The ability to sign procedures is my favorite cryptographic feature in SQL Server 2005.
 
If we want to write a procedure that requires permission P, and we want Alice to be able to execute the procedure but we do not want to grant her the permission P, we can sign the procedure with a certificate and:
 
a) if P is a database level permission, then we can create a certificate in the database, create a user mapped to it, and grant P to that user.
b) if P is a server level permission, then we can create a certificate in the master database, create a login mapped to it, and grant P to that login.
 
By doing this, because of its signature, the procedure will gain P for the duration of its execution and we can just grant Alice permission to execute the procedure.
 
If we need to grant both server and database level permissions to a certificate, then we will have to create both a user and a login. The steps are as follows:
 
1) create the certificate in the database
2) create a user mapped to the certificate
3) grant db-level permissions to the user
4) backup certificate to a file
5) create the certificate in the master database from the file
6) create a login mapped to the certificate
7) grant server-level permissions to login
 
We can also first create the certificate in the master database and then recreate it in the user database where alice will work. The order in which we create the certificates does not matter, what matters is that the certificates are the same in both master and the user database.
 
And here is a demo:
 
-- Goals of this demo:
-- Show how a procedure can be signed by a certificate
-- and how to grant permissions to that certificate
 
create database demo;
use demo;
 
-- create a procedure that creates a new principal (login and user)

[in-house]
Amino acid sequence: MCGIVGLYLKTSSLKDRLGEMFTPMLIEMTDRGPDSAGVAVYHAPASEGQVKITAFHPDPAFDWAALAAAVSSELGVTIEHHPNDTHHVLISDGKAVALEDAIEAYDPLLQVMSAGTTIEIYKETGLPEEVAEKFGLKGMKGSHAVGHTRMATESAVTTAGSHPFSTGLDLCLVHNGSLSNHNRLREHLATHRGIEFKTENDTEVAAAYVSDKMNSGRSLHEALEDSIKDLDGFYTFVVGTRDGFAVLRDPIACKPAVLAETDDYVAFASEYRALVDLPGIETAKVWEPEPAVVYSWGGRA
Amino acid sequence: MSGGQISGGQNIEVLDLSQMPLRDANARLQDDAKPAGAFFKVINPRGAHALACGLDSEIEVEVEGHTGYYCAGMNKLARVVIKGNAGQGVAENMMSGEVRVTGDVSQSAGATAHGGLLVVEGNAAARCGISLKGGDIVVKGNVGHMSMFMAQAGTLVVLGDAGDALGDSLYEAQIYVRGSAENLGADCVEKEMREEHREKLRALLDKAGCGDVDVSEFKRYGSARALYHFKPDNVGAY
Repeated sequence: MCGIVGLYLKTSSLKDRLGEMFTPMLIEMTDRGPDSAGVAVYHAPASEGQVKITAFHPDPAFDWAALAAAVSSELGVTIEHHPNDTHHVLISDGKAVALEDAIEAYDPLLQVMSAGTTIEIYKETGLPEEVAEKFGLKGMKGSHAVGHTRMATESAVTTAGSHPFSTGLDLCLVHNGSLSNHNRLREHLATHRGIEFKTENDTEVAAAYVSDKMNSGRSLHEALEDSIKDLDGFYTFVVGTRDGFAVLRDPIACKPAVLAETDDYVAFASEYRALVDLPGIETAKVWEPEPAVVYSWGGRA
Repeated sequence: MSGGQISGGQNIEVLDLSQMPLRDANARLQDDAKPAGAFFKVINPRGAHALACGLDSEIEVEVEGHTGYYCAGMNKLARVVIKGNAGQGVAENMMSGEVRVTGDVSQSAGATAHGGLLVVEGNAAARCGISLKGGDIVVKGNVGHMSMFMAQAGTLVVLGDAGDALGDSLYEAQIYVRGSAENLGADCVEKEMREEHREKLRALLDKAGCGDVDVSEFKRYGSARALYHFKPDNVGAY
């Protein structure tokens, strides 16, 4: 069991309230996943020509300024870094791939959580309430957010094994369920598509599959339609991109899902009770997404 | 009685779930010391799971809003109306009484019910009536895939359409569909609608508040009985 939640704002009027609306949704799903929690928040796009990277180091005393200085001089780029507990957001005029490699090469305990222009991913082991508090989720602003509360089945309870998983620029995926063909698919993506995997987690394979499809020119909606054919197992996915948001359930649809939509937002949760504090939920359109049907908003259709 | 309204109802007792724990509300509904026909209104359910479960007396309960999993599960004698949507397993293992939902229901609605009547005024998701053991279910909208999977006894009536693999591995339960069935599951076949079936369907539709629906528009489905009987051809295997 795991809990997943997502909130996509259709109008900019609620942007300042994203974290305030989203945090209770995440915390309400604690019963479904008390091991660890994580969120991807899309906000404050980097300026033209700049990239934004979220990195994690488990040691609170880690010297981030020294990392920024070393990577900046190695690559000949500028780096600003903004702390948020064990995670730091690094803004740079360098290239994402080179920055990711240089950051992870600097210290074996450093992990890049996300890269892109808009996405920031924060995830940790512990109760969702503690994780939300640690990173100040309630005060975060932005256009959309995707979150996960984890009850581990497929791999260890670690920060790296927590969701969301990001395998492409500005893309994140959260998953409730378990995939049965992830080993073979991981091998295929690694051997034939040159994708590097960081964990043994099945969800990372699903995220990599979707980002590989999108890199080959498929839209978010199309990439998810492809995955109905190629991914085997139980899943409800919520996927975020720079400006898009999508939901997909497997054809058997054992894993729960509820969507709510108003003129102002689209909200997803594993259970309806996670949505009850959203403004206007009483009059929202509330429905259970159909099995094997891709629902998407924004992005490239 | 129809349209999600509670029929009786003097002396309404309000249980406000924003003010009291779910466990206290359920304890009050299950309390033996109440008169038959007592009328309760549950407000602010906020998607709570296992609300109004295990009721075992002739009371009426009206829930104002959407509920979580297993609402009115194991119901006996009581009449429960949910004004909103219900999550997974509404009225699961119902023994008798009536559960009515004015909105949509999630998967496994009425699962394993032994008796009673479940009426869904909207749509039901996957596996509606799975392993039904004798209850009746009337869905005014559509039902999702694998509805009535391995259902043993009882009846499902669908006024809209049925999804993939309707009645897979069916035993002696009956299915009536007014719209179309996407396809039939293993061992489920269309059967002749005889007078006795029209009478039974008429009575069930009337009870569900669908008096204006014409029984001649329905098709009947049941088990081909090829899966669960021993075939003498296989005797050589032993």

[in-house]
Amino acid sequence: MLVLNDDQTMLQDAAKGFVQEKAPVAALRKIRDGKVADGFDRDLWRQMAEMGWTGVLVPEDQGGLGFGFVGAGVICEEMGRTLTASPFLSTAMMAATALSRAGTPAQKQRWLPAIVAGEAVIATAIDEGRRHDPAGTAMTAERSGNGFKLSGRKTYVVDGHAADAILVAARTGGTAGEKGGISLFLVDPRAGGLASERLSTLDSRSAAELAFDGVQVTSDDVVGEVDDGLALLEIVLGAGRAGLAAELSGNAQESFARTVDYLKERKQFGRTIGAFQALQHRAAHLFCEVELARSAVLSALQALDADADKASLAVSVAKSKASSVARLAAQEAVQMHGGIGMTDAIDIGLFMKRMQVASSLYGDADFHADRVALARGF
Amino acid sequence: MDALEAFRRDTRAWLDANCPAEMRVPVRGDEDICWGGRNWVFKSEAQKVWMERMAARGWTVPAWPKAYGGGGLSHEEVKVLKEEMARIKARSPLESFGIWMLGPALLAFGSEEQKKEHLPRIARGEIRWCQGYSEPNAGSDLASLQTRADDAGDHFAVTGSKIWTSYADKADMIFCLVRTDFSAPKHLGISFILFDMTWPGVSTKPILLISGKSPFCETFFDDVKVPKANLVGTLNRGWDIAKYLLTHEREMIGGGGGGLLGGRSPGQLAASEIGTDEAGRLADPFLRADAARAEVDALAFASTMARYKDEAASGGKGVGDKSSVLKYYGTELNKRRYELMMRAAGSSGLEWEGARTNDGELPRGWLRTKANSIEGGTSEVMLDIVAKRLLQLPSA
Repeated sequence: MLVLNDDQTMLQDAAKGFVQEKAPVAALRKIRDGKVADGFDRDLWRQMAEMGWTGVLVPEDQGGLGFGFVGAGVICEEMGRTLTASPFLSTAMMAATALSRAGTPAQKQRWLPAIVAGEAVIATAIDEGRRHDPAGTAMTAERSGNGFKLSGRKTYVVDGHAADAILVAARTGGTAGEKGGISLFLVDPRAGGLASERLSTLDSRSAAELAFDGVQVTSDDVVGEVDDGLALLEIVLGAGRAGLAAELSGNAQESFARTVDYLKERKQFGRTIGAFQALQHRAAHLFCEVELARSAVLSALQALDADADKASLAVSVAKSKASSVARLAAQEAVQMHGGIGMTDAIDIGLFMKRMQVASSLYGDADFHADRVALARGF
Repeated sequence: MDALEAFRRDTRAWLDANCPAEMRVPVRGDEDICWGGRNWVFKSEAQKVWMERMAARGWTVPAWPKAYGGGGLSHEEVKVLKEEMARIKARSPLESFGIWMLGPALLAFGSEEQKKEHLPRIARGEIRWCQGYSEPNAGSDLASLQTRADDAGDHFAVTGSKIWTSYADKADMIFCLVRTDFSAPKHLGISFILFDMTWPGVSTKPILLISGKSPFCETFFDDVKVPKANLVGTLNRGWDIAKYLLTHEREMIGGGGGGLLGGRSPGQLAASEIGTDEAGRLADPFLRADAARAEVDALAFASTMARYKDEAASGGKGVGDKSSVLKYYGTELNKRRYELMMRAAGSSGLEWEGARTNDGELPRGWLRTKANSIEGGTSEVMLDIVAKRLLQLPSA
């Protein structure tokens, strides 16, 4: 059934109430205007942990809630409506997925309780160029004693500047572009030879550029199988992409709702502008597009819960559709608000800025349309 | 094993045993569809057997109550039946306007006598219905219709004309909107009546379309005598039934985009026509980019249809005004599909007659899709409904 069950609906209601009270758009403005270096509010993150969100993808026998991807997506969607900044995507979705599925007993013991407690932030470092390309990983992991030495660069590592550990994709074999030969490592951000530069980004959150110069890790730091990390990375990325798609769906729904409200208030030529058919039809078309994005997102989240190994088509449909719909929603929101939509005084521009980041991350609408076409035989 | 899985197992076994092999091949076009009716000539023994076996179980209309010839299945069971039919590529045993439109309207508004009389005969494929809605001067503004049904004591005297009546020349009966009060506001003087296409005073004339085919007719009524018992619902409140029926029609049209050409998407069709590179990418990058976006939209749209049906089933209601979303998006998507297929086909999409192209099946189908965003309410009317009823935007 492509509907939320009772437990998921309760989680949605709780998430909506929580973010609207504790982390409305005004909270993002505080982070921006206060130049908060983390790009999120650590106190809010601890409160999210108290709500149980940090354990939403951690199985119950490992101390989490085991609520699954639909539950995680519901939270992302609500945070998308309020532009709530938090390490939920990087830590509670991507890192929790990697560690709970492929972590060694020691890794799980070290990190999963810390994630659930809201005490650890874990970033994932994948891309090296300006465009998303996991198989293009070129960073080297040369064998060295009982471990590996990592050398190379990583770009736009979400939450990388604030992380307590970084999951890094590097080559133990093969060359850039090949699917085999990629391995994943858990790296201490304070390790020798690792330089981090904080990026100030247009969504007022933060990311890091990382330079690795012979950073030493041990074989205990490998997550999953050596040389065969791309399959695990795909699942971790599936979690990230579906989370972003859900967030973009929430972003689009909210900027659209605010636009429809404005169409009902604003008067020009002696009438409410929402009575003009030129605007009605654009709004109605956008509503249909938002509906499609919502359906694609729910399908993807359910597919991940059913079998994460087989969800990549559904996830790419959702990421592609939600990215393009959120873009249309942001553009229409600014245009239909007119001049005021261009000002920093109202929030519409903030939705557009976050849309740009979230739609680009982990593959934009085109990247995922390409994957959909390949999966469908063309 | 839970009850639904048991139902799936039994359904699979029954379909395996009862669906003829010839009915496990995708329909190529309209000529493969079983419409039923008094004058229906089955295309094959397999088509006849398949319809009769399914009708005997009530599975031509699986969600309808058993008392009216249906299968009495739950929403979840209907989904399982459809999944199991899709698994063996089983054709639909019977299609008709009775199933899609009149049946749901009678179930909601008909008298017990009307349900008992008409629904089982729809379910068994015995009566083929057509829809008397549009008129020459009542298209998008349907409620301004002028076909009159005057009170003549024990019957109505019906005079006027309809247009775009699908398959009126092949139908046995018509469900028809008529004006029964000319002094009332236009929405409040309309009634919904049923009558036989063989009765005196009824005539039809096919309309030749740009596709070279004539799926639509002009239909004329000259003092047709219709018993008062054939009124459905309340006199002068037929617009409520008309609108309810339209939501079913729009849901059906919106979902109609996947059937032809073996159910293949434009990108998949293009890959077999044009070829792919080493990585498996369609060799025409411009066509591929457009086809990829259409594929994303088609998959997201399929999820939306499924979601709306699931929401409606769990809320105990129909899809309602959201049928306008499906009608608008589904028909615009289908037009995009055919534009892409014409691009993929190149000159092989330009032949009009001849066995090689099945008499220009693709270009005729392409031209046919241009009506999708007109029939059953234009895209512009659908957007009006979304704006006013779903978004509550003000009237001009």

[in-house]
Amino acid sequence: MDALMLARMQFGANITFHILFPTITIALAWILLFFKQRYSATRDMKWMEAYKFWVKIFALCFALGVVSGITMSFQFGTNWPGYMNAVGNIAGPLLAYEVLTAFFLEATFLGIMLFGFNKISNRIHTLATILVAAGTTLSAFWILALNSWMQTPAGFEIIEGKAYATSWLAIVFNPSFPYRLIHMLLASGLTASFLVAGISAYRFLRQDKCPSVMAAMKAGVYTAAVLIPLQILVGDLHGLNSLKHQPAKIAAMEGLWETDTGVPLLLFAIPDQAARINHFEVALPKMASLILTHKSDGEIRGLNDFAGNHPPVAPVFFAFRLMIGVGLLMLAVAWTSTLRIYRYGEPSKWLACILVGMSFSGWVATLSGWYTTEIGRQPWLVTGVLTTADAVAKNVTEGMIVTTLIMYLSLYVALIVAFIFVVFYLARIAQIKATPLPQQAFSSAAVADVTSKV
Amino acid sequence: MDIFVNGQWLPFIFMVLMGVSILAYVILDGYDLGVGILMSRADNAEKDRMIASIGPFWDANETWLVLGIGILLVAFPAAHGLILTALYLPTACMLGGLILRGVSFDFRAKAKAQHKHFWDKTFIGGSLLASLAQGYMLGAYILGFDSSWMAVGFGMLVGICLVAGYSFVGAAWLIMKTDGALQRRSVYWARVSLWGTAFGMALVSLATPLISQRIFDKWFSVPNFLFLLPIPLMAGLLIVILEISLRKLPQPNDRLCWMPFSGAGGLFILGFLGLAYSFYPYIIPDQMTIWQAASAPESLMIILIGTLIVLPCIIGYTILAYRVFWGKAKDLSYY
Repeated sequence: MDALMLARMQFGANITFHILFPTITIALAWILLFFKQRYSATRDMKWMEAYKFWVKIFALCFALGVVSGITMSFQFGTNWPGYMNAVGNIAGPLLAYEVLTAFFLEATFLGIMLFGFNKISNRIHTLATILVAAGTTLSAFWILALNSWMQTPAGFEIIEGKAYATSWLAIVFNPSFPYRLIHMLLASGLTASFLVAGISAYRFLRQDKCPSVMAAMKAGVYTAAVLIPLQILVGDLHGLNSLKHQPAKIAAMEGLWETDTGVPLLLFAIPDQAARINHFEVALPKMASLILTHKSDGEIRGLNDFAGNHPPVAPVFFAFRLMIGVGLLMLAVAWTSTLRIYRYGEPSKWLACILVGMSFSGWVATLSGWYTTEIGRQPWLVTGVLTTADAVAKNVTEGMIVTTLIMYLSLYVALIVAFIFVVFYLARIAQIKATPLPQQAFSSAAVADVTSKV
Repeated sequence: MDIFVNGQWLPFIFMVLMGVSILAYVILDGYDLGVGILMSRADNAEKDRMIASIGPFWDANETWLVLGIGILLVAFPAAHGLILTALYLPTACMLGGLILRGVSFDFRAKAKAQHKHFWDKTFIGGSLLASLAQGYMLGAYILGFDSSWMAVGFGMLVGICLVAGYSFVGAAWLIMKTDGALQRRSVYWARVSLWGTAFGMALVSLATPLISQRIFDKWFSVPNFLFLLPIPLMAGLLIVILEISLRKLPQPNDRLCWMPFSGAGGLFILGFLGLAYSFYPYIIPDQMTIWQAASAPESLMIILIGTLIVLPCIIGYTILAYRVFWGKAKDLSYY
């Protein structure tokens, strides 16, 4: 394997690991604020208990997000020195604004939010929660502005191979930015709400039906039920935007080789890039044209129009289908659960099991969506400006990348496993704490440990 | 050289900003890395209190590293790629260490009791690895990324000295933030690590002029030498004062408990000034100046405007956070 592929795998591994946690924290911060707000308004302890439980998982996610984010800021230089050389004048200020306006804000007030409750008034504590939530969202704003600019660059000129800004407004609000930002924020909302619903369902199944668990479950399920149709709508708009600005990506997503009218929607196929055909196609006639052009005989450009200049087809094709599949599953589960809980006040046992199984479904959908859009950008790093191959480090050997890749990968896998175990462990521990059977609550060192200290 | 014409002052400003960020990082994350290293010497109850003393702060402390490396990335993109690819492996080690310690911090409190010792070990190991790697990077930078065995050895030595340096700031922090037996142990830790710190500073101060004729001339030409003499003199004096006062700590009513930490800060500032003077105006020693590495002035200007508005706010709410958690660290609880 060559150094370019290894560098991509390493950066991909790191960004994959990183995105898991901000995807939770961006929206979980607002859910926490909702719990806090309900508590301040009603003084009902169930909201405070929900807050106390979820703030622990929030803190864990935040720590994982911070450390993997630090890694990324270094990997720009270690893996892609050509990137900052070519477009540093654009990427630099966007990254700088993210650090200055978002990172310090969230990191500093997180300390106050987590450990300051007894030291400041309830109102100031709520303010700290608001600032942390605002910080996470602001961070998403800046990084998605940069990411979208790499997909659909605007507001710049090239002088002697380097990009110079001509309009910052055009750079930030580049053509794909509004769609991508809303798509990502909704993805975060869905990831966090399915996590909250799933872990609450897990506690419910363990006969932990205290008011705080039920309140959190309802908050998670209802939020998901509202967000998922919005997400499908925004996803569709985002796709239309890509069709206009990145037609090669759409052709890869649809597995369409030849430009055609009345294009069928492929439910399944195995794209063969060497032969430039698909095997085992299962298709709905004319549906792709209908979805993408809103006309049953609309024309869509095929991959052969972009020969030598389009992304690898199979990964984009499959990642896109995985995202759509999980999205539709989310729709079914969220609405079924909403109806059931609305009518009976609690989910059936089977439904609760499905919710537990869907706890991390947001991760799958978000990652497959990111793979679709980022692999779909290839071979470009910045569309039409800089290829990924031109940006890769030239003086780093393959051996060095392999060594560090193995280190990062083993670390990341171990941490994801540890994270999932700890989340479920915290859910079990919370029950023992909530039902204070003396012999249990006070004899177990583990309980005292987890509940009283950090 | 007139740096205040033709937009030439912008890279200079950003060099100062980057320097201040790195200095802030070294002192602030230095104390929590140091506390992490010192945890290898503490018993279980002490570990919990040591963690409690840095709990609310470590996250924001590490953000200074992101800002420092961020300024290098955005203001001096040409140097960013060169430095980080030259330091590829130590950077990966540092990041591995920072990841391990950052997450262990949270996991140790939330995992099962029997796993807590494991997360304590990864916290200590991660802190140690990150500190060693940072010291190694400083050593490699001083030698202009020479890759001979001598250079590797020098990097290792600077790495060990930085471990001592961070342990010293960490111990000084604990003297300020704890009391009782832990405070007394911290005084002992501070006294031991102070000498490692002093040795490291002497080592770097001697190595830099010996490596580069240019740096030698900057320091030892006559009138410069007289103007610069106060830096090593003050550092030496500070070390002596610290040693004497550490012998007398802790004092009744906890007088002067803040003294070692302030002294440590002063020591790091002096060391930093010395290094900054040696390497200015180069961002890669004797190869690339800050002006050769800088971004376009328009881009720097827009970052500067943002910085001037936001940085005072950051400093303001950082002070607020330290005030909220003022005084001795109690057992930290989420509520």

-- This requires ALTER ANY LOGIN at server level
-- and ALTER ANY USER at database level
create procedure sp_CreatePrincipal
      @name varchar(256),
      @password varchar(128)
as
   declare @sqlcmd varchar(2000);
 
   begin tran;
 
   -- create login
   set @sqlcmd = 'create login ' + quotename(@name) + ' with password = ' + quotename(@password, '''');
   exec (@sqlcmd);
   if @@error <> 0
   begin
      rollback tran;
      print 'Cannot create login'
      return;
   end
 
   -- create user
   set @sqlcmd = 'create user ' + quotename(@name);
   exec (@sqlcmd);
   if @@error <> 0
   begin
      rollback tran;
      print 'Cannot create user'
      return;
   end
 
   commit tran;
go
 
-- now use this newly added procedure
-- to create a low privileged principal
sp_CreatePrincipal 'alice', 'Apufe@))%';
 
-- we'll now want alice to be able to use the procedure and create new principals
-- but without granting her directly the permissions
grant execute on sp_CreatePrincipal to alice;
 
-- verify that alice cannot create principals
execute as login = 'alice';
sp_CreatePrincipal 'bob', 'Apufe@))%';
revert;
 
-- create a certificate to sign the procedure
-- first, we'll need to create a database master key
create master key encryption by password = 'Apufe@))%';
create certificate certSignCreatePrincipal with subject = 'for signing procedure sp_CreatePrincipal';
 
-- sign procedure sp_CreatePrincipal
add signature to sp_CreatePrincipal by certificate certSignCreatePrincipal;
-- now that we signed the procedure, we can drop the private key
alter certificate certSignCreatePrincipal remove private key;
-- backup certificate to file; it will be used later to put the certificate in master
backup certificate certSignCreatePrincipal to file = 'certSignCreatePrincipal.cer';
 
-- create and map a user to the certificate
create user u_certSignCreatePrincipal from certificate certSignCreatePrincipal;
-- grant ALTER ANY USER to the certificate by granting it to the mapped user
grant alter any user to u_certSignCreatePrincipal;
 
-- create the same certificate in master now
use master;
create certificate certSignCreatePrincipal from file = 'certSignCreatePrincipal.cer';
-- create and map a login to the certificate
create login l_certSignCreatePrincipal from certificate certSignCreatePrincipal;
-- grant ALTER ANY LOGIN to the certificate by granting it to the mapped login
grant alter any login to l_certSignCreatePrincipal;
 
-- we're done!
use demo;
 
-- check that the certificate in demo matches the one in master
select c.name from sys.certificates c, master.sys.certificates mc where c.thumbprint = mc.thumbprint;
 
-- verify that alice can now create principals
execute as login = 'alice';
sp_CreatePrincipal 'bob', 'Apufe@))%';
revert;
 
-- cleanup
drop user u_certSignCreatePrincipal;
drop login l_certSignCreatePrincipal;
drop procedure sp_CreatePrincipal;
drop certificate certSignCreatePrincipal;
drop user alice;
drop login alice;
drop user bob;
drop login bob;
 
use master;
drop certificate certSignCreatePrincipal;
drop database demo;
-- EOD